Readers will probably agree with me in this situation: two of the most difficult plants to purchase in flower and keep them looking great are African violets and fuchsias.
These two beautiful flowering plants can cause angst.
This even happens to me – once taken home, the violets stop flowering and the fuchsias just up and die for no apparent reason.
Instead of throwing away African violets when they stop flowering, try these 10 hints, requiring just a little common sense and care.
- Good light: about 40 centimetres from a window, but not in direct sunlight. North-easterly is a good position.
- Keep turning the plant so it gets light on all sides.
- Fresh air, but not in a draught. Open the window during a calm and moist day.
- Water carefully. The best method to use is a wick. One end into the base of the pot, then the other into a dish of water below the container.
- Root rot will be caused because the base of the pot is in water.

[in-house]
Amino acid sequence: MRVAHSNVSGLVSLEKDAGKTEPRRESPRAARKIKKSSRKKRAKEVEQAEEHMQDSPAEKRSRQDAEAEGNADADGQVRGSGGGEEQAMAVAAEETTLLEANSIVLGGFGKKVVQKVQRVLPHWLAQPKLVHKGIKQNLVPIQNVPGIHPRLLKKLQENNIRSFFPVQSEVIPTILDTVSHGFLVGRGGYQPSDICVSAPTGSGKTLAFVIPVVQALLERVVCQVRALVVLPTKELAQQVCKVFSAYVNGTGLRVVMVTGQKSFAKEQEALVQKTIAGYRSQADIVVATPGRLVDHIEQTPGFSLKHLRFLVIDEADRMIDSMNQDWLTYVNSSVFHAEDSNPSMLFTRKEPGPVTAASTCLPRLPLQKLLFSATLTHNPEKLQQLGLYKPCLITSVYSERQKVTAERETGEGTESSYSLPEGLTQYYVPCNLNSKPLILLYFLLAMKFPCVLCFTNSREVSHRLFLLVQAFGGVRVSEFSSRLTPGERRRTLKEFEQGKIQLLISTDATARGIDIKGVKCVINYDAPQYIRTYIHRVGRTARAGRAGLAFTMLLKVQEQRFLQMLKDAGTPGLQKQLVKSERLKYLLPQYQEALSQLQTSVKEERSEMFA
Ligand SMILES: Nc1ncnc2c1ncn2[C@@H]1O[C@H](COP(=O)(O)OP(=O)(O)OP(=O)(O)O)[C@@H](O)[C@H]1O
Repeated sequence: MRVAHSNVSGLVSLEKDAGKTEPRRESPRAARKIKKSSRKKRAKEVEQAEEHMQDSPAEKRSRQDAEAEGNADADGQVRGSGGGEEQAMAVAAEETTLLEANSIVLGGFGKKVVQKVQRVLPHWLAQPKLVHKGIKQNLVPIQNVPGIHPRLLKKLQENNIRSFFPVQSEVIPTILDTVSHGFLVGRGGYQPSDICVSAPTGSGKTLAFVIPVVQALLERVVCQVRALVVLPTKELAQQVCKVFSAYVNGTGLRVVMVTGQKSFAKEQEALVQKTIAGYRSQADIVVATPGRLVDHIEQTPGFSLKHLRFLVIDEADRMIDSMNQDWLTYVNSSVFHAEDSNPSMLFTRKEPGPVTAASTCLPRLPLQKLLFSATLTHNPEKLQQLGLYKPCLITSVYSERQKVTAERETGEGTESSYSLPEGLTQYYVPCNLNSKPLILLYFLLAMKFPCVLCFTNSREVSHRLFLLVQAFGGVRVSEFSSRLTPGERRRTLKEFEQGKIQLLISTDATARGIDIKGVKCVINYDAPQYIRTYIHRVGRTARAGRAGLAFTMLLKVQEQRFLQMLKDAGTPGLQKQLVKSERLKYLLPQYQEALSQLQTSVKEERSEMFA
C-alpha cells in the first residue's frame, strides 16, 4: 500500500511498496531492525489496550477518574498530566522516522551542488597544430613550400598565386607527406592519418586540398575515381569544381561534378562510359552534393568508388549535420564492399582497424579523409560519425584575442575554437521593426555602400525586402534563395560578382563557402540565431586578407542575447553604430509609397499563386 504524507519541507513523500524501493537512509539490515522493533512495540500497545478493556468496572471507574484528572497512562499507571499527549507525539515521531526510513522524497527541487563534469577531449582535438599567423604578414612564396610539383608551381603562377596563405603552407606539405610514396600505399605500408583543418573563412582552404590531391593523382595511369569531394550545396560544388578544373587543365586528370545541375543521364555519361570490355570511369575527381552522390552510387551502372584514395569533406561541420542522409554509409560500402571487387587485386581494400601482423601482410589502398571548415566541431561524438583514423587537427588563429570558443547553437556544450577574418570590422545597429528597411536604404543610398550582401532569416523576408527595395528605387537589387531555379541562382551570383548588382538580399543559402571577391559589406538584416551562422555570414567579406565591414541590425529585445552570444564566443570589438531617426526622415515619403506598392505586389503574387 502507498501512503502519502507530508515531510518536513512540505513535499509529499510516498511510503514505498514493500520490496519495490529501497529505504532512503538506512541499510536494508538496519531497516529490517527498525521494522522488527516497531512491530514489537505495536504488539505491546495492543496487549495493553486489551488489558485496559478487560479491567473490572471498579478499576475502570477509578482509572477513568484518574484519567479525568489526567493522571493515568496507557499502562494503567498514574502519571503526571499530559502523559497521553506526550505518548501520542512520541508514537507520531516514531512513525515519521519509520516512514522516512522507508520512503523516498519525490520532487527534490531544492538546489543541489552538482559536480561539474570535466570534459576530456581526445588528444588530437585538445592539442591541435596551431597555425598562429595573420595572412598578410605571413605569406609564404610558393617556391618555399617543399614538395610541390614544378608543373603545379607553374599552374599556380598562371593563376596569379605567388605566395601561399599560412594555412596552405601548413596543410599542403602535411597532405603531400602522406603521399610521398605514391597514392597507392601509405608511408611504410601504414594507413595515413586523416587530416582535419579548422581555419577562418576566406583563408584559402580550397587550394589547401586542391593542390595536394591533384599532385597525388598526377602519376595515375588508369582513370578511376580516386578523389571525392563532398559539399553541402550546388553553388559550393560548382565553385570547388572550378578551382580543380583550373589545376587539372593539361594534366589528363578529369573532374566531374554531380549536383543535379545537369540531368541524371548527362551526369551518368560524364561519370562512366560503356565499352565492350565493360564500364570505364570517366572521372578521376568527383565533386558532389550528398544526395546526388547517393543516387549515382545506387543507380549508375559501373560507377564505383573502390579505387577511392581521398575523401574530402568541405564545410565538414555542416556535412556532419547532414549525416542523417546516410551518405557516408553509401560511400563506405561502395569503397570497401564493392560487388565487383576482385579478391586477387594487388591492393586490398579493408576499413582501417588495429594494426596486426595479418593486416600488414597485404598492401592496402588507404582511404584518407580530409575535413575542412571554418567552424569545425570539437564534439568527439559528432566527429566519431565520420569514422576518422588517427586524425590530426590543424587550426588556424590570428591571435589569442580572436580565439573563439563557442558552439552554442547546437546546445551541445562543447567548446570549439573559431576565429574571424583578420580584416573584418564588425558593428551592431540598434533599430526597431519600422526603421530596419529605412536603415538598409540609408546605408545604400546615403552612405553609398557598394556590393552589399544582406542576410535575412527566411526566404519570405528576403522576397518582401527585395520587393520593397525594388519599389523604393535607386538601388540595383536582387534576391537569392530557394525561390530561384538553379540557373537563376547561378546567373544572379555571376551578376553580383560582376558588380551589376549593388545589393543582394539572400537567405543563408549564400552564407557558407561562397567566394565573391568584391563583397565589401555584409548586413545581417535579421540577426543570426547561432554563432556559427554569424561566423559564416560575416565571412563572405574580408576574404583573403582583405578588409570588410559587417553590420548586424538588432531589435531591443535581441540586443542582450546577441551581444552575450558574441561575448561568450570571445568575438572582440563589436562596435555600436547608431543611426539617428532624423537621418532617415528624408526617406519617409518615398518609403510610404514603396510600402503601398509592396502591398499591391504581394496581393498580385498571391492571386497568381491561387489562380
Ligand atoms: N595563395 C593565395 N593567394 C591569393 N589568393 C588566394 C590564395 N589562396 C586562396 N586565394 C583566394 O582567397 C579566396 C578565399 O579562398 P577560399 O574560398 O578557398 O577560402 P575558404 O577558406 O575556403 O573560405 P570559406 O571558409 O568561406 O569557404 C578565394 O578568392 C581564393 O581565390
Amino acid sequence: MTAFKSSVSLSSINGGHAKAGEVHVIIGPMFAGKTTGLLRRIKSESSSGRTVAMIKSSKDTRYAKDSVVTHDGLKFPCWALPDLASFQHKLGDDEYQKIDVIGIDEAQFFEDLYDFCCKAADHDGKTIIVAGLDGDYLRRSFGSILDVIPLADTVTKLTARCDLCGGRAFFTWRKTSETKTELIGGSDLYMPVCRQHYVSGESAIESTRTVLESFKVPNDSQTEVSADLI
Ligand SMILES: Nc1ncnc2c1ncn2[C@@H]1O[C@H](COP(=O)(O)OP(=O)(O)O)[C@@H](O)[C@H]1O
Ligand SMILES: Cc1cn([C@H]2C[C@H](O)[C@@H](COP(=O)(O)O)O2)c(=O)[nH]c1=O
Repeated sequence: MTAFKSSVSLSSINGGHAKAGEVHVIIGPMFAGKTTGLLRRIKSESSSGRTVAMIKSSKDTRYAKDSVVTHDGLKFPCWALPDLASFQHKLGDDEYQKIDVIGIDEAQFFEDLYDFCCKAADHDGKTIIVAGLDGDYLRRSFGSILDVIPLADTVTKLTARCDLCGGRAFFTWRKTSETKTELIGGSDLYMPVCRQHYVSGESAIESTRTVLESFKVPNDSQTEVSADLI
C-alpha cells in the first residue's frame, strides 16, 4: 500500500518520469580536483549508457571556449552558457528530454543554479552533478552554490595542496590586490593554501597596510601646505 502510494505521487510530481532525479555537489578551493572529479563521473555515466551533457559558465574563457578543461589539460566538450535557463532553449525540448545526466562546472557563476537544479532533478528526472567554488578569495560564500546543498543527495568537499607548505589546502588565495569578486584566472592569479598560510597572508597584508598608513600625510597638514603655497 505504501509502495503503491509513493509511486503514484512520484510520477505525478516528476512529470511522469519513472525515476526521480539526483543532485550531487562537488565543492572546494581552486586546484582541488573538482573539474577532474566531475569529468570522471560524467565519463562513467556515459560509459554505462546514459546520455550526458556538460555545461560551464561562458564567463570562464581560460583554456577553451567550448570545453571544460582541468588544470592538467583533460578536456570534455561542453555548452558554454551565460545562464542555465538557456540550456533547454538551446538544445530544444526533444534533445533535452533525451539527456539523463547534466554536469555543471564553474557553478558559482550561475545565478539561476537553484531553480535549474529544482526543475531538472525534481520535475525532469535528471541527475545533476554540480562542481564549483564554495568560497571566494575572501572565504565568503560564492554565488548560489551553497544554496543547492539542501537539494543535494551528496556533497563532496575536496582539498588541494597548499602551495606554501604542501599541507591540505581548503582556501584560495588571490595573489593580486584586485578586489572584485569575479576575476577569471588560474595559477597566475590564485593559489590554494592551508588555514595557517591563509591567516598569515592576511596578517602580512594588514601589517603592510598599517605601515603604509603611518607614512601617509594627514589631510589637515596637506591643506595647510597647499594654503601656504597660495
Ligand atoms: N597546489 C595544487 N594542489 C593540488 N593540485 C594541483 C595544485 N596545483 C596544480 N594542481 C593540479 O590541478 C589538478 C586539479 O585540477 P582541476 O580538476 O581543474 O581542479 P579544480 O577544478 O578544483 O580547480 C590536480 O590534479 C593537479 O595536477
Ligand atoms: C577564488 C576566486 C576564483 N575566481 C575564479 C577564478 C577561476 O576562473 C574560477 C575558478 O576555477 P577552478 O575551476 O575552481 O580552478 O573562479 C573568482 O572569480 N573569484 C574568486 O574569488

- Fertilise regularly every two weeks in spring, summer, and autumn.
- Never fertilise during winter – fertilising only when the soil is moist.
- Tepid water should only be applied under the leaves.
- Roots should never be allowed to dry out.
- Remove spent leaves and dead blooms.
The normal flowering season for fuchsias lasts from June through to December. At the end of this period, your fuchsia will be short on nitrogen and perhaps looking a little bedraggled.
This lack of nitrogen causes a semi-dormancy period, which is the plant’s way of counteracting our hot summers.
During this hibernation time fuchsias aren’t growing a great deal and they should be watered sparingly.
By April, the weather is becoming cooler and less humid when fuchsias are ready to grow again.
Ideal conditions for growing fuchsias include an early morning sun position, soil kept moist but not wet, and protection from the wind and frost.
- Re-pot begonias.
- Keep an eye on plants growing on balconies. During heat and wind, they will require daily watering.
- Cut back lavenders and diorama when they finish flowering.